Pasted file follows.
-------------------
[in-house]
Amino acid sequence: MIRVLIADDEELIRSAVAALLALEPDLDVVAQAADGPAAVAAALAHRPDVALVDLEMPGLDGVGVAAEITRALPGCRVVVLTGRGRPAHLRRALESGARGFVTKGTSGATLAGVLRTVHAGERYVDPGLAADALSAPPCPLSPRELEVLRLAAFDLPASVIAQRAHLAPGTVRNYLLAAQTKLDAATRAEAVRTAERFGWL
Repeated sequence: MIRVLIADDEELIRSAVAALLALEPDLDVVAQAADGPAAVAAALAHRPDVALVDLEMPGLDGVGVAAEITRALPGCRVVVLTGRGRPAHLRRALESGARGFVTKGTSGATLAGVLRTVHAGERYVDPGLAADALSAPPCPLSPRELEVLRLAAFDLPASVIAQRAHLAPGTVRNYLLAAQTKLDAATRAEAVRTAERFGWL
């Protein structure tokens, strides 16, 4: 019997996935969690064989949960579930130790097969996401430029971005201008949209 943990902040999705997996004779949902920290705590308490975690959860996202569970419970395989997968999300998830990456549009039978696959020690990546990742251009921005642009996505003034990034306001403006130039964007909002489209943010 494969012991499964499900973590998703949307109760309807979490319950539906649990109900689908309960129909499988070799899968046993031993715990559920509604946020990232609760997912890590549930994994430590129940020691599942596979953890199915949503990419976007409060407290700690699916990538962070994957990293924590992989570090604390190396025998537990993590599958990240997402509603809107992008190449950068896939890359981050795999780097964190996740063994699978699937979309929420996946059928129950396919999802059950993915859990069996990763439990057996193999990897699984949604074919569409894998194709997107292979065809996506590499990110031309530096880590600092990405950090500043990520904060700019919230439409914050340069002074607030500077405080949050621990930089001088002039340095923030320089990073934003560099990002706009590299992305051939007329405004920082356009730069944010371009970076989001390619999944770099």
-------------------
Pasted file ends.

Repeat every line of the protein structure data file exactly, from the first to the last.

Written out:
[in-house]
Amino acid sequence: MIRVLIADDEELIRSAVAALLALEPDLDVVAQAADGPAAVAAALAHRPDVALVDLEMPGLDGVGVAAEITRALPGCRVVVLTGRGRPAHLRRALESGARGFVTKGTSGATLAGVLRTVHAGERYVDPGLAADALSAPPCPLSPRELEVLRLAAFDLPASVIAQRAHLAPGTVRNYLLAAQTKLDAATRAEAVRTAERFGWL
Repeated sequence: MIRVLIADDEELIRSAVAALLALEPDLDVVAQAADGPAAVAAALAHRPDVALVDLEMPGLDGVGVAAEITRALPGCRVVVLTGRGRPAHLRRALESGARGFVTKGTSGATLAGVLRTVHAGERYVDPGLAADALSAPPCPLSPRELEVLRLAAFDLPASVIAQRAHLAPGTVRNYLLAAQTKLDAATRAEAVRTAERFGWL
């Protein structure tokens, strides 16, 4: 019997996935969690064989949960579930130790097969996401430029971005201008949209 943990902040999705997996004779949902920290705590308490975690959860996202569970419970395989997968999300998830990456549009039978696959020690990546990742251009921005642009996505003034990034306001403006130039964007909002489209943010 494969012991499964499900973590998703949307109760309807979490319950539906649990109900689908309960129909499988070799899968046993031993715990559920509604946020990232609760997912890590549930994994430590129940020691599942596979953890199915949503990419976007409060407290700690699916990538962070994957990293924590992989570090604390190396025998537990993590599958990240997402509603809107992008190449950068896939890359981050795999780097964190996740063994699978699937979309929420996946059928129950396919999802059950993915859990069996990763439990057996193999990897699984949604074919569409894998194709997107292979065809996506590499990110031309530096880590600092990405950090500043990520904060700019919230439409914050340069002074607030500077405080949050621990930089001088002039340095923030320089990073934003560099990002706009590299992305051939007329405004920082356009730069944010371009970076989001390619999944770099």